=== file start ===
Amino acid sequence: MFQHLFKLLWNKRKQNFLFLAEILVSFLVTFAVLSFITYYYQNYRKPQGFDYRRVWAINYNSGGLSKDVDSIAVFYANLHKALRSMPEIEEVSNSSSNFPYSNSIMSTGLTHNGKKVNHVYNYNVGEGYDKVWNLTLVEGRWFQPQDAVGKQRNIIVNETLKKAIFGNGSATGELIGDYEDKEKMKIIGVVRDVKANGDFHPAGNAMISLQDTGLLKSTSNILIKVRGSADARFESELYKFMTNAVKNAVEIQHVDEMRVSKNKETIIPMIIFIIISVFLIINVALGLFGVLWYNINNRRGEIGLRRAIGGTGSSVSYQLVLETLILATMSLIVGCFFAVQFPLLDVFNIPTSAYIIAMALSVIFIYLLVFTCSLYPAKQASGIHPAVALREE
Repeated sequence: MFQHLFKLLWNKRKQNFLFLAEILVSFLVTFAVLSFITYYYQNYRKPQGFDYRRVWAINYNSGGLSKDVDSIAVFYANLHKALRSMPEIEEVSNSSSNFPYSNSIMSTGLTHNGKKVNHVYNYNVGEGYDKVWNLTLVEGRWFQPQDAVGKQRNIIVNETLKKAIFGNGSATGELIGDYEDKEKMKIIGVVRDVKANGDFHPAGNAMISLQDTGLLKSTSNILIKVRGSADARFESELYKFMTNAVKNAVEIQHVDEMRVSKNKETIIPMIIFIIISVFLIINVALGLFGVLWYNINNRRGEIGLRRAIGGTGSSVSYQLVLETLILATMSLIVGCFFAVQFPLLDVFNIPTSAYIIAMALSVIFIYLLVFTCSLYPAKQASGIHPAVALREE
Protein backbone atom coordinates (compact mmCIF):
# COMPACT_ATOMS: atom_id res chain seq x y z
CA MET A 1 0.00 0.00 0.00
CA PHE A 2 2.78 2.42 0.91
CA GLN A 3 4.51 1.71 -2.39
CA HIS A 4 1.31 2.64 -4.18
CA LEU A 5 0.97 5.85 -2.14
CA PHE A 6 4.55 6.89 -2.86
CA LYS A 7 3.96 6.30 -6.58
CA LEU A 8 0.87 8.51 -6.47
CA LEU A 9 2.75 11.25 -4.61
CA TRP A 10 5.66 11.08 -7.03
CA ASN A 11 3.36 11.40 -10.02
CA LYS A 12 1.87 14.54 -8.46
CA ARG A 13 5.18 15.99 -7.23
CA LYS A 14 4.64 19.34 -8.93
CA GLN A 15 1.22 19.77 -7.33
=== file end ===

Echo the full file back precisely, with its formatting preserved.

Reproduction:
Amino acid sequence: MFQHLFKLLWNKRKQNFLFLAEILVSFLVTFAVLSFITYYYQNYRKPQGFDYRRVWAINYNSGGLSKDVDSIAVFYANLHKALRSMPEIEEVSNSSSNFPYSNSIMSTGLTHNGKKVNHVYNYNVGEGYDKVWNLTLVEGRWFQPQDAVGKQRNIIVNETLKKAIFGNGSATGELIGDYEDKEKMKIIGVVRDVKANGDFHPAGNAMISLQDTGLLKSTSNILIKVRGSADARFESELYKFMTNAVKNAVEIQHVDEMRVSKNKETIIPMIIFIIISVFLIINVALGLFGVLWYNINNRRGEIGLRRAIGGTGSSVSYQLVLETLILATMSLIVGCFFAVQFPLLDVFNIPTSAYIIAMALSVIFIYLLVFTCSLYPAKQASGIHPAVALREE
Repeated sequence: MFQHLFKLLWNKRKQNFLFLAEILVSFLVTFAVLSFITYYYQNYRKPQGFDYRRVWAINYNSGGLSKDVDSIAVFYANLHKALRSMPEIEEVSNSSSNFPYSNSIMSTGLTHNGKKVNHVYNYNVGEGYDKVWNLTLVEGRWFQPQDAVGKQRNIIVNETLKKAIFGNGSATGELIGDYEDKEKMKIIGVVRDVKANGDFHPAGNAMISLQDTGLLKSTSNILIKVRGSADARFESELYKFMTNAVKNAVEIQHVDEMRVSKNKETIIPMIIFIIISVFLIINVALGLFGVLWYNINNRRGEIGLRRAIGGTGSSVSYQLVLETLILATMSLIVGCFFAVQFPLLDVFNIPTSAYIIAMALSVIFIYLLVFTCSLYPAKQASGIHPAVALREE
Protein backbone atom coordinates (compact mmCIF):
# COMPACT_ATOMS: atom_id res chain seq x y z
CA MET A 1 0.00 0.00 0.00
CA PHE A 2 2.78 2.42 0.91
CA GLN A 3 4.51 1.71 -2.39
CA HIS A 4 1.31 2.64 -4.18
CA LEU A 5 0.97 5.85 -2.14
CA PHE A 6 4.55 6.89 -2.86
CA LYS A 7 3.96 6.30 -6.58
CA LEU A 8 0.87 8.51 -6.47
CA LEU A 9 2.75 11.25 -4.61
CA TRP A 10 5.66 11.08 -7.03
CA ASN A 11 3.36 11.40 -10.02
CA LYS A 12 1.87 14.54 -8.46
CA ARG A 13 5.18 15.99 -7.23
CA LYS A 14 4.64 19.34 -8.93
CA GLN A 15 1.22 19.77 -7.33